The Biggest Project Management Pain Points—and How to Solve Them
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The Biggest Project Management Pain Points—and How to Solve Them

This content was created by Girlboss, in collaboration with Smartsheet.

When it’s good, project management can make a team more efficient, lean and productive. When it’s bad, you end up with poor communication, missed deadlines and frustrated colleagues. The reality is: Even if you don’t have “project manager” in your title, you’re probably still managing projects. Why? Because most workplaces are built on project-based work.

That’s why Smartsheet put together their Future of Work Management Report 2023 which reveals what you need to know about the current state of project management. Inside, you’ll find everything from pesky pain points to what workers can benefit from using a tool like Smartsheet. Spoiler: A lot.

We wanted to dig deeper into the project management pain points that keep your deliverables from getting shipped. Chasing your colleagues for updates? Juggling deadlines? Sticking to a good workflow? We asked our Girlboss audience over on Instagram what their biggest pet peeves are—and management consultant Johanna Rothman provided super helpful solutions.

“Project managers are called managers, but I think they should think of themselves as leaders instead,” says Rothman. “Then, they realize they can manage the work environment and lead the people. It’s more satisfying for everyone and much more effective.”

Let’s dive in…

Project Management Pain Point #1:
Tracking multiple projects and establishing a collaborative workflow

Imagine how much easier work would be if we only had one project to keep track of? More often than not, you’re juggling multiple deadlines, employees and deliverables at once, so it’s important to prioritize and create a rock-solid workflow (more on that below). 

Here’s how to prioritize your projects, according to Rothman:

  1. Make a list of all your current projects. Your boss might not know everything that you’re working on.

  2. Create a personal ranking. If you had to decide on your own, what projects are the most important to the least important? Then rank them based on what you actually want to work on.

  3. Consult with your team. Spend a few minutes deciding which project is your priority, then  hit the ground running.

“When you and the entire project team work on one project at a time, you can establish a collaborative workflow,” says Rothman. “However, no one can collaborate when everyone’s supposed to work on everything. So choose one thing.”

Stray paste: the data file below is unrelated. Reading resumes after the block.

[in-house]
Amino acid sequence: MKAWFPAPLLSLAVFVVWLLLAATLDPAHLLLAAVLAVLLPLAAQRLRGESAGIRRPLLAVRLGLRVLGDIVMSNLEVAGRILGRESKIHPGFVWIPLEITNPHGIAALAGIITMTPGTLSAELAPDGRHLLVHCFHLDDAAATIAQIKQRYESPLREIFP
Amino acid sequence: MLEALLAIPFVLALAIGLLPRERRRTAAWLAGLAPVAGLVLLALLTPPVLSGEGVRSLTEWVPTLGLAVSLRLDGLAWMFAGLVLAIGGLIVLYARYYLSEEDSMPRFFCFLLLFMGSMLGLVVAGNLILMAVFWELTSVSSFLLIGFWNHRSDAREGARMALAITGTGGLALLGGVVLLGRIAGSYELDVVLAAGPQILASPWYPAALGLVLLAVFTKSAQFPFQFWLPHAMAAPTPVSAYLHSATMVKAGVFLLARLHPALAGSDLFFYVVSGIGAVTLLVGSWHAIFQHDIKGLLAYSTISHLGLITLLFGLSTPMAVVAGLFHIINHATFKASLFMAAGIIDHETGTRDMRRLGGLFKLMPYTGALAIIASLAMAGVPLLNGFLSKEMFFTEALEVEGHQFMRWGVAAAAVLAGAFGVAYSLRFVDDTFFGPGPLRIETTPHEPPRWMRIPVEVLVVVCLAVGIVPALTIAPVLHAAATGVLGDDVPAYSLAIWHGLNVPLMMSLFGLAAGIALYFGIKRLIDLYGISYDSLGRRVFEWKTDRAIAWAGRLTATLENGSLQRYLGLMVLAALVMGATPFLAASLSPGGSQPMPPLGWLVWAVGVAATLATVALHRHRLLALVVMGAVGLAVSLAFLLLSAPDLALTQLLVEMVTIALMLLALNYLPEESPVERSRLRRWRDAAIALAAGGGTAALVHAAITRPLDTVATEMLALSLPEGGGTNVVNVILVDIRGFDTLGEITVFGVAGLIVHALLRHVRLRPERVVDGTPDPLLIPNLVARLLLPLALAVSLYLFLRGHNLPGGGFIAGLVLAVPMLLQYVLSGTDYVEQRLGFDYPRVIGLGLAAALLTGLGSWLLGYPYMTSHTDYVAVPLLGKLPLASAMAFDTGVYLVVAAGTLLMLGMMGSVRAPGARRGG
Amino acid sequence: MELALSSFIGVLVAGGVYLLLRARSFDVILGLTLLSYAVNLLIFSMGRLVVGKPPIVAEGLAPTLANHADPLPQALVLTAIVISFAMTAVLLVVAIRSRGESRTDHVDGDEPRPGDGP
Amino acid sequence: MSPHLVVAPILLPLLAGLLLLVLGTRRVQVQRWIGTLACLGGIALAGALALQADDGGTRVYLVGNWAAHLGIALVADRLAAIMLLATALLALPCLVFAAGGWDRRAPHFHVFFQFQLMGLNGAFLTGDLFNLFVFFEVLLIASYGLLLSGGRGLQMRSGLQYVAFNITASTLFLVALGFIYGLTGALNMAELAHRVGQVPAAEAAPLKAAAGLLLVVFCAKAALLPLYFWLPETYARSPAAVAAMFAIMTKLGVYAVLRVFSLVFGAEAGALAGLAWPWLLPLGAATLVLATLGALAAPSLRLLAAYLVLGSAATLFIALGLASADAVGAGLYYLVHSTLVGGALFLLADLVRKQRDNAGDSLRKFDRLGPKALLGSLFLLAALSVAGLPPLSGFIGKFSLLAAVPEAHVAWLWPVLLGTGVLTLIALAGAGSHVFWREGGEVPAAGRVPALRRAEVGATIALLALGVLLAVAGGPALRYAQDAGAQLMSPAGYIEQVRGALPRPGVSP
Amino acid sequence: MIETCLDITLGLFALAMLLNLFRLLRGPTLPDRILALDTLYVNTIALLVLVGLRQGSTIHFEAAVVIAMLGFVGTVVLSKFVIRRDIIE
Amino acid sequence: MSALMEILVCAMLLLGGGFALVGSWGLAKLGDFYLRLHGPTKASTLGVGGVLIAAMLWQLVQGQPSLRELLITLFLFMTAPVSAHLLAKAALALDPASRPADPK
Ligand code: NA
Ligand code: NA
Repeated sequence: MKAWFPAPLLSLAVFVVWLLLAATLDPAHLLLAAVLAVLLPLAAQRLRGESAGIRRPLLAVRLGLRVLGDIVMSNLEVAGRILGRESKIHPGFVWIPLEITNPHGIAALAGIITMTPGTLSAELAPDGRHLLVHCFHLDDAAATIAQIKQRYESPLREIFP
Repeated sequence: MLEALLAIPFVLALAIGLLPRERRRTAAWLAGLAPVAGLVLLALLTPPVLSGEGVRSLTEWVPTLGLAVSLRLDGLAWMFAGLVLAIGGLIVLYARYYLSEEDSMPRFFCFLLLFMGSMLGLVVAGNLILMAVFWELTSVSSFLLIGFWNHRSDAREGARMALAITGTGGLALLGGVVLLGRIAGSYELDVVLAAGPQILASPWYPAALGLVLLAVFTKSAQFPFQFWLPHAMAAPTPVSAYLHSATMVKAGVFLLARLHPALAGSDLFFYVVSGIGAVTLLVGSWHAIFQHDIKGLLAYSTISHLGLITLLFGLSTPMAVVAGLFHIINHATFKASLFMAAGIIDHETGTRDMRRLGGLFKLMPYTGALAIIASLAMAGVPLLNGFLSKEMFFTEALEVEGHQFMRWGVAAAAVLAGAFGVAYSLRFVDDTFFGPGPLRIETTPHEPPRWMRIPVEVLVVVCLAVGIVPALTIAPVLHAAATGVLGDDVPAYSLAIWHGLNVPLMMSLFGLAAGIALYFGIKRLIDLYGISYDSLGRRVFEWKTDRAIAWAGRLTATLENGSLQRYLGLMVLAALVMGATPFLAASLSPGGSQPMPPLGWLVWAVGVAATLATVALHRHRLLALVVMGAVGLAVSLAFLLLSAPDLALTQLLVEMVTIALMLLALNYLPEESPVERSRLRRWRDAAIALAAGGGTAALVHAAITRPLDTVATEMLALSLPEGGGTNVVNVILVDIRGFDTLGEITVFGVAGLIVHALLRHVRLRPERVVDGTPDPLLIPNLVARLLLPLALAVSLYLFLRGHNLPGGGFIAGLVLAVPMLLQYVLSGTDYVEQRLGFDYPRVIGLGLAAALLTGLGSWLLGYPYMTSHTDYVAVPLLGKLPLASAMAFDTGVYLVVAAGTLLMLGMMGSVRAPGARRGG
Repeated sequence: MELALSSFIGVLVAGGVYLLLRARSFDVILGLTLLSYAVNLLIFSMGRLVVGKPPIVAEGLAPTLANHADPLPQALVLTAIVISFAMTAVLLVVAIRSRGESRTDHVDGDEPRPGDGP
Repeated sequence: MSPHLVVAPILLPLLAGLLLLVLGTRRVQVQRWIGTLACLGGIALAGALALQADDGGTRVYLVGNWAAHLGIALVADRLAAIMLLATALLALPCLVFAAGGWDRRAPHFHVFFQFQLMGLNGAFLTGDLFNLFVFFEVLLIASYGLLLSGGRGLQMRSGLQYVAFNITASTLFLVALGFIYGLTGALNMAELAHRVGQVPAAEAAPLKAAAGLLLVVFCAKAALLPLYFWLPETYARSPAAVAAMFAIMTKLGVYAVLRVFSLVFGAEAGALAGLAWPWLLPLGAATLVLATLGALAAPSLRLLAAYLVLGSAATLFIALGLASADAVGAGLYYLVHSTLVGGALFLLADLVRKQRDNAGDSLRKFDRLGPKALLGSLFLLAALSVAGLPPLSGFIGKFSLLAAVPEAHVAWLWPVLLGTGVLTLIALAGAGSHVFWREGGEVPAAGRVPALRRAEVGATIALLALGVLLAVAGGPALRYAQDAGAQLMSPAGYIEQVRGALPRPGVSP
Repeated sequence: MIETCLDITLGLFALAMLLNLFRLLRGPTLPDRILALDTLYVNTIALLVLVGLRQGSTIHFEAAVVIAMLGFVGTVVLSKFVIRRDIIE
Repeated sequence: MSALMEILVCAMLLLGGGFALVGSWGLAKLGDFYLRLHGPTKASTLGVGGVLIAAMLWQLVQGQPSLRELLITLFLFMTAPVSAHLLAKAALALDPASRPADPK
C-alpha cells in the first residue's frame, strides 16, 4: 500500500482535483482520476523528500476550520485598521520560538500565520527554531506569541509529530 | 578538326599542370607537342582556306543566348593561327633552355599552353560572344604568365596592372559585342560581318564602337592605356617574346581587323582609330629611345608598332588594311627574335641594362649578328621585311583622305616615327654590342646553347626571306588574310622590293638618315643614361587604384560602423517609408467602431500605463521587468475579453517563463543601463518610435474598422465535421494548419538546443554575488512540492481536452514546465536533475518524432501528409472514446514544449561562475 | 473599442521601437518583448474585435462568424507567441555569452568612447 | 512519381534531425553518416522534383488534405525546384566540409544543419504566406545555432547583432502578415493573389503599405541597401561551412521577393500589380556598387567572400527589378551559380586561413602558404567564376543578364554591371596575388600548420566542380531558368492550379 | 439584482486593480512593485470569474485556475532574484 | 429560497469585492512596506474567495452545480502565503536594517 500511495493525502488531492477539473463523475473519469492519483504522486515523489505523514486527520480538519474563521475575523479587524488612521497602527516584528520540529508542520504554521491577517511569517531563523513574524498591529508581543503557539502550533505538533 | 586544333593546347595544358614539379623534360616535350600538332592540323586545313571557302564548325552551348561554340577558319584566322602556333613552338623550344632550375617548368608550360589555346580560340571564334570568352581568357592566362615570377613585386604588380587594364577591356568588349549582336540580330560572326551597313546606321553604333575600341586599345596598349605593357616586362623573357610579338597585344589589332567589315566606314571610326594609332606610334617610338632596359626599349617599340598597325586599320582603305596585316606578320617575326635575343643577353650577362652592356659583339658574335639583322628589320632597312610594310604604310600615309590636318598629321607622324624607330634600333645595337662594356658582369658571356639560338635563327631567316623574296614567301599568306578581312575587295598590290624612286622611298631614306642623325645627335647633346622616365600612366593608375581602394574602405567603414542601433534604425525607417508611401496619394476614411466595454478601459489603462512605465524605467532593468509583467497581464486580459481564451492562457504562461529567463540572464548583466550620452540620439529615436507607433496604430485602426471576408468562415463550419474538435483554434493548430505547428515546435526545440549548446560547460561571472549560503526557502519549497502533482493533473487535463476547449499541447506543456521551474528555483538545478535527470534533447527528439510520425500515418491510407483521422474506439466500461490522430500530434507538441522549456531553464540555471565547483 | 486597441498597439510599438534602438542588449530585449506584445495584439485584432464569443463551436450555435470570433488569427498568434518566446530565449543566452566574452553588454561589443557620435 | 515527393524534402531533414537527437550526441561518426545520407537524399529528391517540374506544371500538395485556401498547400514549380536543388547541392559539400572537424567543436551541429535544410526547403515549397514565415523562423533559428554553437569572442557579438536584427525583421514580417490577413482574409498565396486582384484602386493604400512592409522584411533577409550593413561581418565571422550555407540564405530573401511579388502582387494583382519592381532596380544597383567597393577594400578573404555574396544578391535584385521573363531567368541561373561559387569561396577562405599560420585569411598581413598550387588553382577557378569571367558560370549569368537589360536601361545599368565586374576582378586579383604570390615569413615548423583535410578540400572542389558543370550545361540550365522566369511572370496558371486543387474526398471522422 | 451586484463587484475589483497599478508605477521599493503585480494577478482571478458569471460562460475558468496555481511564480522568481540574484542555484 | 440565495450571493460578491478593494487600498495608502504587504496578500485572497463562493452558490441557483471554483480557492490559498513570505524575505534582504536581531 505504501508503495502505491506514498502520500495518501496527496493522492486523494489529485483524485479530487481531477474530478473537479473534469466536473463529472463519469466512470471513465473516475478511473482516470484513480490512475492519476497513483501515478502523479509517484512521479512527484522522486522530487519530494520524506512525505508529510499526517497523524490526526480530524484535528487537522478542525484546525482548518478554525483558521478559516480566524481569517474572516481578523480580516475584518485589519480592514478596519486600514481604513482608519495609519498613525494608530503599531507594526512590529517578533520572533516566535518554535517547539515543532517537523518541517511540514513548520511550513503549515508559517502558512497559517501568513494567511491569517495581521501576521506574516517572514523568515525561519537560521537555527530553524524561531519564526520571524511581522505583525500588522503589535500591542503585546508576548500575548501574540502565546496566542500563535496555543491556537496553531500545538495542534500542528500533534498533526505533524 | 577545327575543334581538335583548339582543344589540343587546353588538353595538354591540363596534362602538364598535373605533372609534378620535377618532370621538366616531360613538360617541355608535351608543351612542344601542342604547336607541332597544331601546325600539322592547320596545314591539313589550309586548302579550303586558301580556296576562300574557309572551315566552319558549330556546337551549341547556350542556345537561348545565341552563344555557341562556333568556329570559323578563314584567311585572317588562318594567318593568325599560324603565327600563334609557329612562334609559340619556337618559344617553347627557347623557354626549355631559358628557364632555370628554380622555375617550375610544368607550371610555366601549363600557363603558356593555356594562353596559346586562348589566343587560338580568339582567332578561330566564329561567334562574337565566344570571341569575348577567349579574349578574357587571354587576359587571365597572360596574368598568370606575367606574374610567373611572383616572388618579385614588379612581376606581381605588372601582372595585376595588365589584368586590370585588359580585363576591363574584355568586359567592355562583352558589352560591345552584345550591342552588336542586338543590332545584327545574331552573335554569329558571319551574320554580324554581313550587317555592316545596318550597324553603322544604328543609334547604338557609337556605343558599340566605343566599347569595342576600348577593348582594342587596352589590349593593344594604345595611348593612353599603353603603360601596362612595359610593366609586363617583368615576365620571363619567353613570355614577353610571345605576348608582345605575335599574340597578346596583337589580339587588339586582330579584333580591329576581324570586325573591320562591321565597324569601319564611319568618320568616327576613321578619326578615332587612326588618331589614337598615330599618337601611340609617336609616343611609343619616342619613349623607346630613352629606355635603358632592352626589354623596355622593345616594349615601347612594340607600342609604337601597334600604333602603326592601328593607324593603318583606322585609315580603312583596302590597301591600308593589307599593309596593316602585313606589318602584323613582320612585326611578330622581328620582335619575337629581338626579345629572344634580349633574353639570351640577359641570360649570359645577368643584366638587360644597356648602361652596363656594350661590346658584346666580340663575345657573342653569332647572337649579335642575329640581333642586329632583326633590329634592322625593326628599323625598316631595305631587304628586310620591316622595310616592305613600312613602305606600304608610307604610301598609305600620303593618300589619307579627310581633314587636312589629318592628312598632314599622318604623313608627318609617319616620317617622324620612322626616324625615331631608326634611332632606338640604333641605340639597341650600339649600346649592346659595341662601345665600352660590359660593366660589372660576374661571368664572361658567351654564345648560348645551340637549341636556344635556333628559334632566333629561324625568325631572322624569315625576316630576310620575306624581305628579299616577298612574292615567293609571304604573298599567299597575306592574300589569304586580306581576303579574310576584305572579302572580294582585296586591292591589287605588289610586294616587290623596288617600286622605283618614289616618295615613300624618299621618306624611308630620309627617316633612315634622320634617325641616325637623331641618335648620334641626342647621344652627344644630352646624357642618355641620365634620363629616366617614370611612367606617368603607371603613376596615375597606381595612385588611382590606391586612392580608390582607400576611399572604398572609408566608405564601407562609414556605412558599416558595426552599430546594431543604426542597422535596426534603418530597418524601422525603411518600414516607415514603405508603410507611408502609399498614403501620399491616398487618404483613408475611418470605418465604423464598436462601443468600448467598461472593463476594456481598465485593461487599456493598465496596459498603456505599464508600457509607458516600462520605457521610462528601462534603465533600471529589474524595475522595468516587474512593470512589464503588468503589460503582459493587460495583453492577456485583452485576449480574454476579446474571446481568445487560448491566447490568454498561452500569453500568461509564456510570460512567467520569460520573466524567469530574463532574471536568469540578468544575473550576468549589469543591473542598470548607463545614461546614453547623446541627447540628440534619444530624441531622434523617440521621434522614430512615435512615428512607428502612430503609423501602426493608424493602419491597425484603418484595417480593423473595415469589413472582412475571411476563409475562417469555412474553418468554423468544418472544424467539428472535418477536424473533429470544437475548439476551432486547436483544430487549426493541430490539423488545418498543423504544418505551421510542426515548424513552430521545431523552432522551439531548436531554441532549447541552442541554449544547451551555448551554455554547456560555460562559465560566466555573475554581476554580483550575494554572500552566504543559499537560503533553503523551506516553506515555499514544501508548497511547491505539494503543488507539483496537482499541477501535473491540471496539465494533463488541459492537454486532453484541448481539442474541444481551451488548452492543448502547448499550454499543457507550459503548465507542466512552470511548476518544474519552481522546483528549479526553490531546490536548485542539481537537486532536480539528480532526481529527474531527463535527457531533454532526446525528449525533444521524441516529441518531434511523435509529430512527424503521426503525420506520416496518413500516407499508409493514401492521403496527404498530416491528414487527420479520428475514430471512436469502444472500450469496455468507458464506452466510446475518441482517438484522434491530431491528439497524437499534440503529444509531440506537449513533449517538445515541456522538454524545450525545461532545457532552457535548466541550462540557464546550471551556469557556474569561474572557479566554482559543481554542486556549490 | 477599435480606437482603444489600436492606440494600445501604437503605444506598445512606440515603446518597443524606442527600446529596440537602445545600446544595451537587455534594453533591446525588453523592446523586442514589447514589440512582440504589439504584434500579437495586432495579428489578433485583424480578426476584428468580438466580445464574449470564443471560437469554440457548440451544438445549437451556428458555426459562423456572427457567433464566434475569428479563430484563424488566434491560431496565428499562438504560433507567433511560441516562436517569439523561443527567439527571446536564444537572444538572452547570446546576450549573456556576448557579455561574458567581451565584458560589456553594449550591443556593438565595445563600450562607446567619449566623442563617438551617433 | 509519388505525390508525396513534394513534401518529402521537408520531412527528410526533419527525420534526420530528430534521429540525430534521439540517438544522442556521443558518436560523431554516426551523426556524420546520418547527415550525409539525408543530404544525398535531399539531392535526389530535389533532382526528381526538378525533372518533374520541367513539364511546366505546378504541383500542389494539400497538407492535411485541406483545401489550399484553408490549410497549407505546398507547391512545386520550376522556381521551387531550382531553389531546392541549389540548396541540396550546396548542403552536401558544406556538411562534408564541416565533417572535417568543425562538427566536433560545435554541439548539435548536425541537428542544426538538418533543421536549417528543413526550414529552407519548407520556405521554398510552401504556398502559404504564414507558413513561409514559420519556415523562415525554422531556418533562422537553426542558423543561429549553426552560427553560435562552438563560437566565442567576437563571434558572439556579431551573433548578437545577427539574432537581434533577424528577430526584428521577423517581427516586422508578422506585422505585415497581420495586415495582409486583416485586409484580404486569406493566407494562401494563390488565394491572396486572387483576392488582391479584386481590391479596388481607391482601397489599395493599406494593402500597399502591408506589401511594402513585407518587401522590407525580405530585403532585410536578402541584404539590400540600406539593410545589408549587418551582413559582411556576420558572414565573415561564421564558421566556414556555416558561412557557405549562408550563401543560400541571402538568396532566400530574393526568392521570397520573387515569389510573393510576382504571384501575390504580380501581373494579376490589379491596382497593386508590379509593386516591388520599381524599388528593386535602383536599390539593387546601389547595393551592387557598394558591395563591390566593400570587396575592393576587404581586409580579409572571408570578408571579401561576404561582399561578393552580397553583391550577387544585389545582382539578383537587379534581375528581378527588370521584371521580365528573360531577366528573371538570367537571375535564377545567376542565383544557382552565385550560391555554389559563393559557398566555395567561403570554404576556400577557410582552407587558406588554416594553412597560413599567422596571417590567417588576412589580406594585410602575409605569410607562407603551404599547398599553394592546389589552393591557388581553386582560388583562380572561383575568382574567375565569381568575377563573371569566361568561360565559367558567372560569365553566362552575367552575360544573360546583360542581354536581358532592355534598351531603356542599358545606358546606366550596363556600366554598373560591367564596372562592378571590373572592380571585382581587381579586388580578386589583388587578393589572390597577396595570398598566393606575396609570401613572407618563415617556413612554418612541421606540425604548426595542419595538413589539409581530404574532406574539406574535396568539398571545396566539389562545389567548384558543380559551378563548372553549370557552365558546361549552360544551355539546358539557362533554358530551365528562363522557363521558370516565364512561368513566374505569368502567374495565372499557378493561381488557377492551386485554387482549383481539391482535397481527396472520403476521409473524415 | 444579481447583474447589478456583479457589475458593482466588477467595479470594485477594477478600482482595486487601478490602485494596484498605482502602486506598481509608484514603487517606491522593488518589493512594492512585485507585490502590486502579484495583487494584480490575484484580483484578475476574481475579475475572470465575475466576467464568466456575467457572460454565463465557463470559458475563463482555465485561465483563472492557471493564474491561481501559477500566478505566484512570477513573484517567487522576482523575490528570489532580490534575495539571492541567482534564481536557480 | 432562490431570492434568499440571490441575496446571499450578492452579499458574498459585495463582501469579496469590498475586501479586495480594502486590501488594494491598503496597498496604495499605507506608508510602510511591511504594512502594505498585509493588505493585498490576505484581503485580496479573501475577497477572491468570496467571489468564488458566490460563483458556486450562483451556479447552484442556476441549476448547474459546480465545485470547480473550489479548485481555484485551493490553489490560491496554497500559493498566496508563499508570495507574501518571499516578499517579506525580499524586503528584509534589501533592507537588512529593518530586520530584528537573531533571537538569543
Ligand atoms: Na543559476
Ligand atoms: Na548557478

If you’re still unable to decipher a priority list because “they’re all priorities,” defer to the Cost of Delay, she advises. This tells you the actual costs of not having a project done… now. “Take the project whose cost of delay impacts the organization the most, then figure out the least amount of work to do to finish it. Then, finish that project,” advises Rothman.

Project Management Pain Point #2:
Staying on top of project statuses and follow-ups

The simple answer is: You don’t have to, says Rothman. Thanks to technology, you no longer have to stick Post-It notes on a white board, or even settle for a confusing Excel sheet. Instead, opt for Smartsheet, the modern project management tool that lets you customize, collaborate and automate you and your team’s workflow.

Rothman recommends creating a few columns to put everyone’s tasks in: Ready to Start; In Analysis & Initial Design; Code and Review; Test; Release; and then Done. You can assign different team members to different tasks, set due dates, attach relevant documents and more. “Everyone can see where the card is in your flow and who’s working on it,” says Rothman. “Then everyone can notice if the item is getting old. I really like working agreements where the team agrees on how old something has to get before they ask the person if they need help.”

And remember: You’re keeping track of the work, not the people, advises Rothman. “This is the collaboration aspect, also known as flow-efficiency thinking,” she adds.

Project Management Pain Point #3:
Ensuring all team members know their role in the project

Before you fill up everyone’s day with “wait, I thought you were owning that” messages, Rothman has a three-step process to get everyone on the same page from the start.

  1. Have a one-hour kickoff meeting to define the project vision, delegate roles/tasks and set up your project management tool *before* you begin.

  2. During said meeting, decide on a cadence for individual check-ins. Rothman recommends one-on-ones for the first four to six weeks for a six-to-nine-month project. Questions to ask: “Do you have what you need to do the job? Any questions or concerns? How can I better support you?”

  3. Conduct a quick retrospective at the end of each week or two. Questions to ask: “How well are we working as a team? Should we stop doing anything? Change anything?”

Want more insight? The Smartsheet Future of Work Management Report 2023 reveals everything you need to know about the current state of project management.

Ready to enhance your project management efforts? Try Smartsheet for free, today.